Mayor Faulconer Nixes 2019 Deadline For Downtown Bike Network
A network of protected bike lanes in downtown San Diego will not be built according to the timeline originally promised by Mayor Kevin Faulconer, city and mayoral staff confirmed at a public meeting Wednesday evening.
The City Council unanimously approved the Downtown Mobility Plan in June 2016, laying the groundwork for some nine miles of protected bike lanes stretching from Little Italy to the East Village. Faulconer pledged to complete the bike network within three years of the plan's passage, by June 2019.
Last month KPBS reported the bike network's completion according to that timeline was in jeopardy, as city staffers bundled the bike lane construction together with other downtown infrastructure needs such as curb ramps, street repaving and an underground pipeline replacement.
At Wednesday's meeting of the city's Bike Advisory Board, mayoral staffer Lee Friedman said the bike network would be built in phases, and that the first phase would comprise protected bike lanes on J Street, 6th Avenue and Beech Street. He declined to give a specific timeline for any of the phases but said he expected the first phase to be complete before 2020.
"This is not going to stop with just these three sections of the street," said Friedman, who was hired last month as the mayor's infrastructure policy manager. "We'll do portions of the cycle network continuously, and then come back and, if necessary, we'll add additional treatments as needed."
Bike Advisory Board members thanked the mayor's office for attending the meeting and giving updates but expressed concern about the lack of commitment to timelines and funding strategies. They also said the explosion of "dockless" bike sharing in San Diego was creating hundreds of new cyclists, many of whom were likely inexperienced and in need of safe bike infrastructure.
Board member Kathy Keehan said it was discouraging that the network would not be complete by Faulconer's original timeline, but that she was grateful the mayor's office appeared to be listening to advocates' concerns.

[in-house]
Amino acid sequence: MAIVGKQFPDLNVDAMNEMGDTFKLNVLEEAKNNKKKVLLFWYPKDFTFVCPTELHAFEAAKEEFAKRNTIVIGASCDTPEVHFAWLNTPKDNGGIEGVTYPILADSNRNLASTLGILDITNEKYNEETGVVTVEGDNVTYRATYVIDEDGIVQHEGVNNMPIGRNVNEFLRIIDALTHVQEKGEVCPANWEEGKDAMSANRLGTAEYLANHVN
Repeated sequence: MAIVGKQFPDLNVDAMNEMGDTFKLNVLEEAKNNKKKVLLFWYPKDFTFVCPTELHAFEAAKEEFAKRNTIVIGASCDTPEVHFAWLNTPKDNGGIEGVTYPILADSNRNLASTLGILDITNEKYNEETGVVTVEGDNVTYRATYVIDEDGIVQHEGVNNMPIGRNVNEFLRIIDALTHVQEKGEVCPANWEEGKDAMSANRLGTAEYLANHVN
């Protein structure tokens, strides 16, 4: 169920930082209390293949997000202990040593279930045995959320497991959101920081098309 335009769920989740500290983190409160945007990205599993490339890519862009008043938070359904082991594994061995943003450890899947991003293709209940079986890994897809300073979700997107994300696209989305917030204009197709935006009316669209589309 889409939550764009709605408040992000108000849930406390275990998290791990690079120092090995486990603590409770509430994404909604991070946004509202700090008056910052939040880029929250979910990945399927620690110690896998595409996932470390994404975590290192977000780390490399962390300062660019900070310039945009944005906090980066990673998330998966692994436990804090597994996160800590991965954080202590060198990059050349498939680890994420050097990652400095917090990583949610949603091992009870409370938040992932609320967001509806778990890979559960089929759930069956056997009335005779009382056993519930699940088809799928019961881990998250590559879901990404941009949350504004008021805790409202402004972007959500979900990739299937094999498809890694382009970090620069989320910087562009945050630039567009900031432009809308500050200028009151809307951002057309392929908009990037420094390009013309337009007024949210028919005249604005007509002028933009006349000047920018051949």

"If this is the way that it takes to move forward, then let's move forward and get those improvements on the ground as quickly as we can," she said. "Particularly downtown we're getting a lot more people on bicycles, and it's so important that we create a safe place for them to be in our city now — not in two years."
The downtown mobility plan is seen as crucial to the success of two of the mayor's initiatives: the Climate Action Plan and Vision Zero. The climate plan requires the city to slash its greenhouse gas emissions, most of which come from transportation, in part by encouraging more car-free commuting through bike, pedestrian and transit infrastructure improvements.
Vision Zero is a campaign to end traffic deaths by 2025 by focusing limited resources on safety improvements to the city's most dangerous streets. Four of the city's eight deadliest corridors run through downtown.
Faulconer is expected next week to release his proposed budget for the 2019 fiscal year, which begins in July. Eight of the nine City Council members listed Vision Zero traffic safety improvements in their budget priority memos. All nine council members mentioned the Climate Action Plan, although no single climate plan-related project received majority support.
Advocates for the Climate Action Plan and Vision Zero are rallying support for those campaigns as the City Council approaches a vote on the mayor's budget in June. Faulconer has to close an expected deficit of up to $24 million, caused in part by increased payments to the city's pension fund.